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Mean Aerodynamic Chord

I can't get passed 4.2GHz!

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Alright, I went back to 4.2GHz with 1.315v. It seems like this is really stable, no crashes so far. Would water-cooling help with my problem, or is it not really temperature related? I mean, I don't think so.

 

Doesn't sound like heat is your issue so water won't really help you. Remember though the higher the vcore the hotter the chip will get.

 

Your chip sounds finicky when it comes to voltage and will just need a higher voltage than you have tried. But if you are not comfortable with higher voltage then keep what you have. That is the trick to OC'ing chips, find the fastest stable speed that you are comfortable with. Other settings like PLL, LLC, phase control, C-states, etc can all affect your OC.

 

I noticed with my 2500k there was a big jump voltage wise from 4.2-4.5 then minor jumps to 4.7.

 

Also beware of using the auto vcore when overclocking. It has a nasty tendency to use way more voltage than needed resulting in lowering the max clock potential of your chip and bringing unnecessary heat/stress. I have yet to see an overclock guide recommend auto vcore due to the potential for over volt.

 

Are you manually setting the volts or using offset mode?

 

I have links to several guides if you are interested.


John

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Google "CPU Degradation". CPUs are made out of silicons on things called waffles. Their thermal conductivity decays over a period of time. As their conductivity decreases, they require more and more voltages to hit the same frequencies. They will always run in the same base frequency, but any increase will require an exponential growth in voltages. That means if you could do 4.2 Ghz to 4.5 Ghz with an additional 0.05v today, when degradation starts happening, you will suddenly require 0.5v maybe even more. It happens and with these core i CPUs this happens much more frequently.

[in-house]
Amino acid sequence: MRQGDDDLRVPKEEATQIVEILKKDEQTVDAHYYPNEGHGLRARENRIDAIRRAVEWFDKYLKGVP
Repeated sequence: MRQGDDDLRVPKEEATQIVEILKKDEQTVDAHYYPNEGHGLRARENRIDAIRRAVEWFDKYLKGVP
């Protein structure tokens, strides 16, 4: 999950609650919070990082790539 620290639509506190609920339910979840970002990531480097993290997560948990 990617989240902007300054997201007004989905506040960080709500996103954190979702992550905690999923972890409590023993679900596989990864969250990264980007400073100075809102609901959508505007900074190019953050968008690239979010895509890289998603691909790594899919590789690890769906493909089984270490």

I used to run 24/7 5.0 Ghz @ 1.485 Ghz, one day suddenly I started getting BSODs. Now I need 1.535 for the same frequency. For me this happened at 5.0 Ghz, for some people it happens at 4.2 Ghz.

 

That being said, RAM speed is a big limitation to CPU overclocking. Depending on the quality of the RAM you have, you may have to downclock your RAM significantly before hitting high levels. For instance, I can do 4.75 Ghz/2333 Mhz at 1.4v core and 1.65v DRAM, but if I want to do 4.8 Ghz/2400 Mhz, I now need 1.425v core and 1.69v DRAM, which is a significant increase.


Mehmet Yatan

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I thinks its your motherboard but that's just me get an x79 overclock problem gone, I had the same problem got a rock solid gigabyte bam no problems.


Rich Sennett

               

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4.2ghz is still really good. Why do you wanna overclock it anymore? If it doesn't wanna go more dint force it.

 

 

Remy Mermelstein

Remymerm@aol.com

777-300 FS Pilot


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Remy Mermelstein
777-300 FS Pilot, Deltava

P3Dv4.1, ASP4, UTLive, ReShade + URP + PTA, All settings max'd, i7 Core Extreme @ 5.2gHz, GTX 1080, CyberpowerPC Gaming Laptop, 500GB SSDx2, 32GB DDR4 RAM. 

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4.2ghz is still really good. Why do you wanna overclock it anymore? If it doesn't wanna go more dint force it.

 

 

Remy Mermelstein

Remymerm@aol.com

777-300 FS Pilot

Yeah I agree, I'll leave it at 4.2. Thanks.


i7-6700K @ 4.5 GHz, 16 GB DDR4-2400 MHz, GTX 1070 8GB

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